Isn’t it enough to be good moral people? Unbelievers can ask that, but believers can come back after they are saved and ask it too. We recognize that we are sinners (Romans 3:23; Isaiah 64:6; Jeremiah 17:9) and that Christ has paid for our sin (1 Peter 2:24,25; 2 Corinthians 5:21; Colossians 2:13,14) and we are saved by having faith in Him (Ephesians 2:8,9; Romans 4:4,5; 1 John 5:11-13). But having been saved, it is sometimes easy to fall back on the idea that if I just live up to the world’s standard of morality, if I am a respectable person and avoid gross sins, then that is all God really expects of me. But the Bible says that the ultimate goal is conformity to Christ (Romans 8:29; 2 Corinthians 3:18; Colossians 3:9), which involves living up to God’s perfect holiness (Matthew 5:48; 1 Peter 1:15; Ephesians 4:24). Now this is not something we can achieve by ourselves, nor will we attain it in this life, but it is still the goal. Because of that we need to recognize that, while we might be able by our own human effort to put on an outward show of morality, we cannot, apart from God working in our life, do anything to truly please God (John 15:5; Romans 8:8; 7:18). Therefore, we must trust in God’s working in us to change us (Philippians 2:13; Colossians 1:29; Ephesians 2:10).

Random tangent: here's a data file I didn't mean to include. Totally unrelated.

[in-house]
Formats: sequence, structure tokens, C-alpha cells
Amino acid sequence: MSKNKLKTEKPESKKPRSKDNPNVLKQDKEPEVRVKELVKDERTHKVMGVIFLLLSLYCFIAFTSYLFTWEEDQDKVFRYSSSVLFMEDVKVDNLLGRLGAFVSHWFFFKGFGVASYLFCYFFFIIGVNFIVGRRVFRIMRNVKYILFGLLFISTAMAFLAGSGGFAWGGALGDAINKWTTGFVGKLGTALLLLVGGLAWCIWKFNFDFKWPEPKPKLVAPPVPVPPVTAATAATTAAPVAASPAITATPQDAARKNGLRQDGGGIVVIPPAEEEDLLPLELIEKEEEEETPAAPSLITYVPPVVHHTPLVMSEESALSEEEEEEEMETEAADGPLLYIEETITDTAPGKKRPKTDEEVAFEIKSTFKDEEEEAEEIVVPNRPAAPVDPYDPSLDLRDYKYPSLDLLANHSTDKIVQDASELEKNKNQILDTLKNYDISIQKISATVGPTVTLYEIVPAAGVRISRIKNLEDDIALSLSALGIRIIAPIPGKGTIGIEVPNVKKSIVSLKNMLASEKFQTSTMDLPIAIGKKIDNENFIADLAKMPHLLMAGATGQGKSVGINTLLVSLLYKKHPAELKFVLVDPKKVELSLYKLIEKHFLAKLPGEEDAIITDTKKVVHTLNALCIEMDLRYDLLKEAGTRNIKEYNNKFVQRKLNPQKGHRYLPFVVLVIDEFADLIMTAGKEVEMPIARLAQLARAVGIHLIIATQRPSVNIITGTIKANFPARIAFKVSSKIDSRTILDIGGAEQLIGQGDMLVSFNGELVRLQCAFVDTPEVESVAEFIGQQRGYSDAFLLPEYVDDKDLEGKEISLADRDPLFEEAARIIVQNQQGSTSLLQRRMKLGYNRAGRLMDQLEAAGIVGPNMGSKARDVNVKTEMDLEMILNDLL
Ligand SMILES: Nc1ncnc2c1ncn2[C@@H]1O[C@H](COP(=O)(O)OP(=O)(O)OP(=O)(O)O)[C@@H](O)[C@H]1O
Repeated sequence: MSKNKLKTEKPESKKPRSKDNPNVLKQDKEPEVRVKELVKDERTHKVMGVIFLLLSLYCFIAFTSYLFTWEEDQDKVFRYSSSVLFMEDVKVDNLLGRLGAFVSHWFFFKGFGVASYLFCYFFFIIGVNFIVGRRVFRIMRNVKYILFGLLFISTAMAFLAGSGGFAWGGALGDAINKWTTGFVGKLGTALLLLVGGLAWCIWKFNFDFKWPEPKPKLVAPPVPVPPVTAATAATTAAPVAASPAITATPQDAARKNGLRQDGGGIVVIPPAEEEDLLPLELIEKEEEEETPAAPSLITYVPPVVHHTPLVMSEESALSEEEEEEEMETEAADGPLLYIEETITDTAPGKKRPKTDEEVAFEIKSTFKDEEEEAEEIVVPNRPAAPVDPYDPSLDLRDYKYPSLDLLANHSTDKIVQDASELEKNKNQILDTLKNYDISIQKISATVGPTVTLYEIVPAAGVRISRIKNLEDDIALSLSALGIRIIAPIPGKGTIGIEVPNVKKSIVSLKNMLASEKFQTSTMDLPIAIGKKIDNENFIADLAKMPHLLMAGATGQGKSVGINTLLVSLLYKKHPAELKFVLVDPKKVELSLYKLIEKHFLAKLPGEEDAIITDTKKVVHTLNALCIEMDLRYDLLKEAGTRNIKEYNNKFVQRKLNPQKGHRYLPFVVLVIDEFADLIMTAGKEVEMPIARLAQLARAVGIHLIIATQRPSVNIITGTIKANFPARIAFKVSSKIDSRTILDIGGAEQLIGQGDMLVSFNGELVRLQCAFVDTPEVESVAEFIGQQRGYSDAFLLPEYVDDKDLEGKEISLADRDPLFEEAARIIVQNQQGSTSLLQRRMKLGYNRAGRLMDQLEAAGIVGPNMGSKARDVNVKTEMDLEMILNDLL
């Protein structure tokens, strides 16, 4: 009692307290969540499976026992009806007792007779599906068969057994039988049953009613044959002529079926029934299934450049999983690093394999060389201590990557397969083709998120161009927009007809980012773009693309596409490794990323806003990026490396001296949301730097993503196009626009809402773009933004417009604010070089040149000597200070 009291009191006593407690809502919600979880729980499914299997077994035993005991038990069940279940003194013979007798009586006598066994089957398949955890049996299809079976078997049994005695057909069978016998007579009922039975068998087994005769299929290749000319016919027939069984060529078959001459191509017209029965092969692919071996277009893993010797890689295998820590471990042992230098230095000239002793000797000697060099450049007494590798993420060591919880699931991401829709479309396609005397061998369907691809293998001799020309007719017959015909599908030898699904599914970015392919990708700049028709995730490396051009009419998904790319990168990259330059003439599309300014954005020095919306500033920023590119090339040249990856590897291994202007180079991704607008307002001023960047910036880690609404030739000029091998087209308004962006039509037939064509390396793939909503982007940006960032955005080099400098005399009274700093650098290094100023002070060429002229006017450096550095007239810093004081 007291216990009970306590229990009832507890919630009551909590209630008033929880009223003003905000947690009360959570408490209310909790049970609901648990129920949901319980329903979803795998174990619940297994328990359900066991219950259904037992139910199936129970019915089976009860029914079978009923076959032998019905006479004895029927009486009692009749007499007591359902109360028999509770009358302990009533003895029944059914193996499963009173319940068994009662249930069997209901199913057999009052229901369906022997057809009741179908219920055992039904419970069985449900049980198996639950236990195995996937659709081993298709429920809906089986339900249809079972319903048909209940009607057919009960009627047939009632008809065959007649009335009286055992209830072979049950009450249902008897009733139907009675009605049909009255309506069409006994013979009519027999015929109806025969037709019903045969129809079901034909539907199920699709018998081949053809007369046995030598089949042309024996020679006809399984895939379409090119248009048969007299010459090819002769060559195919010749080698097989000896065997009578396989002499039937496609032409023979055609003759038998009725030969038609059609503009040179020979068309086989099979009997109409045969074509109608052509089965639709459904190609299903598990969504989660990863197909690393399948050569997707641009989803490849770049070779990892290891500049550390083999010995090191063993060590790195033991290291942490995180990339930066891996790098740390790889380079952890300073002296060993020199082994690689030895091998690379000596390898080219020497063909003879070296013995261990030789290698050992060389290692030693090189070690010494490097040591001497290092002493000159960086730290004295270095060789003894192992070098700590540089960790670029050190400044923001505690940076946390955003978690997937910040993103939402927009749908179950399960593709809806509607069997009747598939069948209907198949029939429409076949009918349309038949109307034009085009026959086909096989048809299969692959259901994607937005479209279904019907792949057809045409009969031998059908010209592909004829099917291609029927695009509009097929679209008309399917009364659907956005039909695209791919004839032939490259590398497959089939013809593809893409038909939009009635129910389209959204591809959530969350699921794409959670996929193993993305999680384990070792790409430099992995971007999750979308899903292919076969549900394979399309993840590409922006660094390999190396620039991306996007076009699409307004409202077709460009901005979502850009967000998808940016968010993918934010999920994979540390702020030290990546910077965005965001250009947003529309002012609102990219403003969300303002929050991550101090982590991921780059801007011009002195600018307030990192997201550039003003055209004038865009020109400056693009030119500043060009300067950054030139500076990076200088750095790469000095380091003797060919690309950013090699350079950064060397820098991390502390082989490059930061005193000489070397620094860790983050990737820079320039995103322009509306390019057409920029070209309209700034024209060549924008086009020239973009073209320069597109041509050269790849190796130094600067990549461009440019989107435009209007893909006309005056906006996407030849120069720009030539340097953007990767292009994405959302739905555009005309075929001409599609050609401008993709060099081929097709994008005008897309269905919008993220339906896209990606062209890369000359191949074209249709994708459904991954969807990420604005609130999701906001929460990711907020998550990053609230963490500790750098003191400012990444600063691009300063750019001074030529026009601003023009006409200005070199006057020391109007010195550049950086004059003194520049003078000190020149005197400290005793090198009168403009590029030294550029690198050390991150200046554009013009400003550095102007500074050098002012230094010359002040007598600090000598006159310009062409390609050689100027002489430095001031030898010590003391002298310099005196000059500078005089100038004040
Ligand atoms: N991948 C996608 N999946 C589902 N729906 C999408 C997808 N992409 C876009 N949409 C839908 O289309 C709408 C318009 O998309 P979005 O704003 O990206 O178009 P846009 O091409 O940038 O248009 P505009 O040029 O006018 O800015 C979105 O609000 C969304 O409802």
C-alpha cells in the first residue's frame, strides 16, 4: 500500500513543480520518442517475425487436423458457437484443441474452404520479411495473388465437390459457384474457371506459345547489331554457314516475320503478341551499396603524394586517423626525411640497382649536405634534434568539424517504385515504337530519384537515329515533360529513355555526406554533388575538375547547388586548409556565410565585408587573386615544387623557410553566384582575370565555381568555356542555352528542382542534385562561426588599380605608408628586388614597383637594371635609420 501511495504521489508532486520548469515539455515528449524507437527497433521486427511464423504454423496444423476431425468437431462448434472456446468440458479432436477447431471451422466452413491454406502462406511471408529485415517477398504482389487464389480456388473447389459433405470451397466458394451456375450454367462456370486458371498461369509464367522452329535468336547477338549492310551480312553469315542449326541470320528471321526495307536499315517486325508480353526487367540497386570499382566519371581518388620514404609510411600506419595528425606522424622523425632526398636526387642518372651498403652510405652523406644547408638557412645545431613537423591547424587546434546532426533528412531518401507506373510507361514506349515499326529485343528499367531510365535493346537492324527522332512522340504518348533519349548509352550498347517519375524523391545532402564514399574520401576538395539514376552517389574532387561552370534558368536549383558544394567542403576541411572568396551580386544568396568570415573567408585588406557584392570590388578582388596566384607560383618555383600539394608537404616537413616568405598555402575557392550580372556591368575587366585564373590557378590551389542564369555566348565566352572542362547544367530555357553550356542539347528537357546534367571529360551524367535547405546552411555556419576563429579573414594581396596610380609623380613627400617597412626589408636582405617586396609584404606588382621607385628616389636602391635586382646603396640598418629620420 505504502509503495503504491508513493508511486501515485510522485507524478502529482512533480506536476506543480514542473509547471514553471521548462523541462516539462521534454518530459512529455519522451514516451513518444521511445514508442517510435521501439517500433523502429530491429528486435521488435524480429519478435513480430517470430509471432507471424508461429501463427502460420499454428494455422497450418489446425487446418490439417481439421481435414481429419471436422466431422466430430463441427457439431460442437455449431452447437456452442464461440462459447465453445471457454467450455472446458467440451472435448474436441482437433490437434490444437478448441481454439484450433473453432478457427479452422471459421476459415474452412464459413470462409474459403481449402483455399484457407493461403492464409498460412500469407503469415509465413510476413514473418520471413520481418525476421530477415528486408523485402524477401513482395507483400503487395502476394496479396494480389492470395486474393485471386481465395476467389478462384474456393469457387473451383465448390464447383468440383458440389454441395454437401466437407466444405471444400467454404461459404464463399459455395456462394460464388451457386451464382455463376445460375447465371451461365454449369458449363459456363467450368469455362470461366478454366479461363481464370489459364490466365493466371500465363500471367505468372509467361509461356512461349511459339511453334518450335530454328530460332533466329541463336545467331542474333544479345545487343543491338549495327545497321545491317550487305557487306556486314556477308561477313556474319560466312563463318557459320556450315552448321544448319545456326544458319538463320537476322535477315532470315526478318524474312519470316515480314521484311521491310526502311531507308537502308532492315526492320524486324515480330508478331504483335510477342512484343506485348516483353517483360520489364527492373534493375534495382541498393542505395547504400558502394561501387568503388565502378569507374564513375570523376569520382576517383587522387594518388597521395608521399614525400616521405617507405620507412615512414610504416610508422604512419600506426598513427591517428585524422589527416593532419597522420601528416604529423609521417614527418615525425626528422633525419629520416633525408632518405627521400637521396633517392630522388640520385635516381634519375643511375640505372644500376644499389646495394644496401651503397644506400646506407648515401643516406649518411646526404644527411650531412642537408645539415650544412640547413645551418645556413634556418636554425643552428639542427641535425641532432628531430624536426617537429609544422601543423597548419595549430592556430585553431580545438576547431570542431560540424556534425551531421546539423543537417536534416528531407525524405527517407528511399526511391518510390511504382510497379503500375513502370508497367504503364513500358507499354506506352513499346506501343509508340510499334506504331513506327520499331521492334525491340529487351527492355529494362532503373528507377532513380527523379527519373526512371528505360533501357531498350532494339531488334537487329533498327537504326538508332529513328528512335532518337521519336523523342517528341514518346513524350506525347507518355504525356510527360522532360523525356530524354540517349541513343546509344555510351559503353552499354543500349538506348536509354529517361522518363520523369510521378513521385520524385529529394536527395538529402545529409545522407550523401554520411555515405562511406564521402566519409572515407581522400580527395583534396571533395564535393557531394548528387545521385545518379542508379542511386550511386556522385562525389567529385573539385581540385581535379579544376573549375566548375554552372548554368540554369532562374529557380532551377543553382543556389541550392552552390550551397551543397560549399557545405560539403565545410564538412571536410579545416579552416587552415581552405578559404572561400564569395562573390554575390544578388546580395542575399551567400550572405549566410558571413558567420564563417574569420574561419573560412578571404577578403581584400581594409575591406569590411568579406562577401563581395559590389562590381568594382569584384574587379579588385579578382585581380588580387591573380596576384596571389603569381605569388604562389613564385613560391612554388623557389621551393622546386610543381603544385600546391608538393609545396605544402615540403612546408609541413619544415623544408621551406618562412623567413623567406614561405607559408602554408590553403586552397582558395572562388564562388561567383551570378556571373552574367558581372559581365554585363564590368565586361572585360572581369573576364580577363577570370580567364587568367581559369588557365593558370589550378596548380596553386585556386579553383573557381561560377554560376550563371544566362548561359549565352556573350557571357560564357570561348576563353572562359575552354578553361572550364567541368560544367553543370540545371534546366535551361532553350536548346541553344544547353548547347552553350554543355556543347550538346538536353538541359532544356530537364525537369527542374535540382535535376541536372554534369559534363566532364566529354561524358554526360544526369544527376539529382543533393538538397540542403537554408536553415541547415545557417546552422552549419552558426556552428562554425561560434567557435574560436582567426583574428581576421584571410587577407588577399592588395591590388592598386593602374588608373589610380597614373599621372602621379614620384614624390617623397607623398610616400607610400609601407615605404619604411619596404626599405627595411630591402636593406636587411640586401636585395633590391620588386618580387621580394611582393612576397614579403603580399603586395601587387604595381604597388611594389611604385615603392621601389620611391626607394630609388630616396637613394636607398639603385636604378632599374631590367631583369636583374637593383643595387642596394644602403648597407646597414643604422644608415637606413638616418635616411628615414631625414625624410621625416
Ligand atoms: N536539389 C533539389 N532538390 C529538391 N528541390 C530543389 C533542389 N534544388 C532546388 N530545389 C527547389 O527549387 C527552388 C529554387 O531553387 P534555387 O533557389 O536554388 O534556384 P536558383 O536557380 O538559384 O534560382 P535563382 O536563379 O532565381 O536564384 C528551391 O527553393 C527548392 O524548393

Now growth in Christ is not an immediate thing, but a process that takes place throughout our Christian life (Philippians 3:12-16; Hebrews 12:1-3; 1 Timothy 4:7,8). But it is only as we trust in the Holy Spirit’s work in us that we avoid the errors of pride in our accomplishments or of discouragement due to our failings. And when we do fail (and we will; see Romans 7:14-25; Galatians 5:17), we fall back on God’s forgiveness (Romans 8:1; Ephesians 1:7; 1 John 2:1,2). But we can continue, knowing that God will ultimately fulfill in us the requirement of the Law (Romans 8:4) so that we will be presented to God as a pure church without spot or wrinkle (Ephesians 5:27). But if we see ourselves as being responsible to accomplish this on our own, we can end up lowering the standard to fit our abilities. And instead of continually pressing on toward God’s standard of holiness, we can accept the standard of the world’s morality. Then being satisfied with achieving that goal, we can stop pressing on to where God wants us to be. But we must remember that while the goal is high, God has promised to work in us to accomplish it and we can trust in His power. Further, while we will not achieve it in this life, we should settle for nothing less than God’s standard of perfection.